Likewise, in Tracy v. NVR, Inc., the employer used statistics of its employees to persuade the Western District of New York to decertify an FLSA collective action.[11] There, the plaintiff brought claims on behalf of himself and other similarly situated sales representatives, alleging NVR violated the FLSA and New York Labor Law in failing to properly compensate employees for overtime. The statistics established (1) NVR’s employees performed work outside the office with varying frequencies and for varying time periods, and (2) the performance of work activities outside the office by even the same employee varied widely. These results helped NVR establish that employees retained discretion in connection with out-of-work activities, and therefore NVR’s defense would necessarily be highly individualized.

Moreover, especially since the Supreme Court’s proclamations in Dukes, courts have become skeptical of requests for nationwide classes encompassing employees of multiple positions who work in different locations, under different supervisors and in different practice areas. Using statistics to show variance with respect to these employee-specific job characteristics will also support an argument that a class should not be certified. At the least, such statistics may cause a court to require a narrowed class description.

 

 

Concluding Remarks

Wage and hour litigation is certainly increasing. Meanwhile, class actions are also increasing, and therefore the use of statistics by plaintiffs to establish the appropriateness of a class model for both liability and damages is increasing. Employers need to understand how they can combat unreliable statistical models that may lead to erroneously large damages awards. It is equally important for employers also to recognize how the use of statistics effectively can prevent class litigation entirely. Keeping in mind the courts’ lessons about combating plaintiffs’ statistical models and using reliable statistics affirmatively will go far in evading class liability and damages in wage and hour litigation.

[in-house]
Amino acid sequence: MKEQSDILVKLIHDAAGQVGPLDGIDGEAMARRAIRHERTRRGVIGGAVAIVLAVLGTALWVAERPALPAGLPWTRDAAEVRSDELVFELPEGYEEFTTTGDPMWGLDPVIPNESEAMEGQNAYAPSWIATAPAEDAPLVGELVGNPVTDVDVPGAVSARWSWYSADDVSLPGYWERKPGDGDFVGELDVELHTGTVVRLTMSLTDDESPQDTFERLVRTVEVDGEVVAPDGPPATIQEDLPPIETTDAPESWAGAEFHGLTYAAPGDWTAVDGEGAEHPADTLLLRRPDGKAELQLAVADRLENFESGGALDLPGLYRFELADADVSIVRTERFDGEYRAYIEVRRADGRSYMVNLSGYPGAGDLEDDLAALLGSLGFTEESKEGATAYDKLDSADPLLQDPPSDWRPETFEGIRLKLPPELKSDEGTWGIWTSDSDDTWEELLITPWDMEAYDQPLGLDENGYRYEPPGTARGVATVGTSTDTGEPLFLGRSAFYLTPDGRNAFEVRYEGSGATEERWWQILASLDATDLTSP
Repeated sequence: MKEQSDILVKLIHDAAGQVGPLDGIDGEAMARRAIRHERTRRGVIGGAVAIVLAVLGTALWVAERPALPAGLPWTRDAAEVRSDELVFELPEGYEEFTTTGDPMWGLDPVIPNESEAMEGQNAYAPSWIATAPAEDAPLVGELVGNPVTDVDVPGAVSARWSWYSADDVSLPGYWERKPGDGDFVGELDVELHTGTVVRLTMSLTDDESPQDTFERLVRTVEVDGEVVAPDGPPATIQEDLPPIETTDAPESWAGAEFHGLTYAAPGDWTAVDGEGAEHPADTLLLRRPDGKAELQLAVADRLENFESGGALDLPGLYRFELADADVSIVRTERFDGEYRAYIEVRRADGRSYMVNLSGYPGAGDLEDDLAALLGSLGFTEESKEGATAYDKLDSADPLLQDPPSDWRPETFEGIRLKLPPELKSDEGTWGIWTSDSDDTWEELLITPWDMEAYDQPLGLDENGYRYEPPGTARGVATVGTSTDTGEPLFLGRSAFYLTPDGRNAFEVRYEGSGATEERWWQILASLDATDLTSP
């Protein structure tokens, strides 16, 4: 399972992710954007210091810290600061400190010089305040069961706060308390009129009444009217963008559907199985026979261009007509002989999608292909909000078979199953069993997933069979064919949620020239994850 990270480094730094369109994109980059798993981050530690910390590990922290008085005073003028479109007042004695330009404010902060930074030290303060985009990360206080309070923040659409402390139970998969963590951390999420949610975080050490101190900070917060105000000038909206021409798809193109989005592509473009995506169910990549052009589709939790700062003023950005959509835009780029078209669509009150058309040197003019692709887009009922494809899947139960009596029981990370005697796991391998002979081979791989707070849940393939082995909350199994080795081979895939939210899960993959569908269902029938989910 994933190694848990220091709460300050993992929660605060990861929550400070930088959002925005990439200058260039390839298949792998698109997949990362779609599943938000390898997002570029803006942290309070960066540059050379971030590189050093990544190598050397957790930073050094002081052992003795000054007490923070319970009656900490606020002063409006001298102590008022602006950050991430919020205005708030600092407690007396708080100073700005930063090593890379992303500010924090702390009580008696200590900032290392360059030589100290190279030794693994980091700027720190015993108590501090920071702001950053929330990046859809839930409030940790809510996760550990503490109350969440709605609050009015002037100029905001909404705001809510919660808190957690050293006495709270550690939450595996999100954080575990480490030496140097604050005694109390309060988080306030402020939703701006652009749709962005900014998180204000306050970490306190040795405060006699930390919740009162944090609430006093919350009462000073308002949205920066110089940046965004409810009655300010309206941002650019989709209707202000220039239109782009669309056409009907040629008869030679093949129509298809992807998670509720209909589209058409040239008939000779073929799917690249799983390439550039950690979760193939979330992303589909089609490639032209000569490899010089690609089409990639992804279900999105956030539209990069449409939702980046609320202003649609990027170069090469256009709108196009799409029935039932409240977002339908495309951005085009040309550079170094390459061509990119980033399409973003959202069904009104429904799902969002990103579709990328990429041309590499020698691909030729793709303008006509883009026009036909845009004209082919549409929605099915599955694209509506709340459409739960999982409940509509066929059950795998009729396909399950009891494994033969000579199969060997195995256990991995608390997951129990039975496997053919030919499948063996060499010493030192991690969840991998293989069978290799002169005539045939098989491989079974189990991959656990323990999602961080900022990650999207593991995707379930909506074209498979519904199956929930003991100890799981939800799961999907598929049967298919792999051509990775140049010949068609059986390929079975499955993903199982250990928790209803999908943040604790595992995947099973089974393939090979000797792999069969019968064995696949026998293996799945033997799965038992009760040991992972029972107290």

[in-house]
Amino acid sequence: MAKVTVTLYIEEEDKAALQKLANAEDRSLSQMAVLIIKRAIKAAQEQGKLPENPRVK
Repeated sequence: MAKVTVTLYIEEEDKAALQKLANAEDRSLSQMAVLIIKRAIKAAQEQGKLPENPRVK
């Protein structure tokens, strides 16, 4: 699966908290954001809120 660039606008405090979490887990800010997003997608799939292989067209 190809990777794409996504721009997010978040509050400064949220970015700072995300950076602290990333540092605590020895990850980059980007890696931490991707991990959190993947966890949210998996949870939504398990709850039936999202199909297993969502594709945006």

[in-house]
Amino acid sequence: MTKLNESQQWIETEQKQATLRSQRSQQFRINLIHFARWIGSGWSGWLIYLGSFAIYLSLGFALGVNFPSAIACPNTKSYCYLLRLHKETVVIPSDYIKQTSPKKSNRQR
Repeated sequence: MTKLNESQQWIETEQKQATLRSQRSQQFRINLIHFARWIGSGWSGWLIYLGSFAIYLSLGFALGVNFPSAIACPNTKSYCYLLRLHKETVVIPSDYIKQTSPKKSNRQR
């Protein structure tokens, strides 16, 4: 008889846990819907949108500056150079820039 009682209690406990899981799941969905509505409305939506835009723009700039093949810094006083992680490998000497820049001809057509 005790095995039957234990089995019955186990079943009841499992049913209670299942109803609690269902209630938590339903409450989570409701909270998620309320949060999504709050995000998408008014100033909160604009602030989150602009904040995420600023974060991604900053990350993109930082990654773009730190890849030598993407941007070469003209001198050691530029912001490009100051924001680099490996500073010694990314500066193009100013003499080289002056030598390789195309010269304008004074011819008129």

[1] 29 U.S.C. § 216(b).

[2] See, e.g., Fed. R. Civ. P. 23; Mo. Rev. Stat. § 52.08; Mass. R. Civ. P. 23; 735 I.L.C.S. 5/2-801.

[3] 131 S. Ct. 2541 (2011).

[4] Id. at 2561.

[5] Dukes, at 1561.

[6] 325 P.3d 916 (2014).

[7] 705 F.3d 770 (7th Cir. 2013).

[8] Id. at 774.

[9] 2014 WL 4452699 (C.D. Cal. Sept. 3, 2014).

[10] 784 F. Supp. 2d 456 (S.D.N.Y. 2011).

[11] 293 F.R.D. 395 (W.D.N.Y. 2013).

 

William C. Martucci and Ashley N. Harrison practice in the National Employment Litigation and Policy Group at Shook, Hardy & Bacon, L.L.P. in Washington, D.C. and Kansas City, Missouri. They represent corporate employers exclusively and regularly litigate against the EEOC and defend multi-plaintiff and systemic actions throughout the country. Concerning Shook, Hardy & Bacon, Chambers USA: America’s Leading Lawyers for Business notes: “A Powerhouse. Truly one of the best litigation firms in the nation.”

Please email the authors at wmartucci@shb.com or aharrison@shb.com with questions about this article.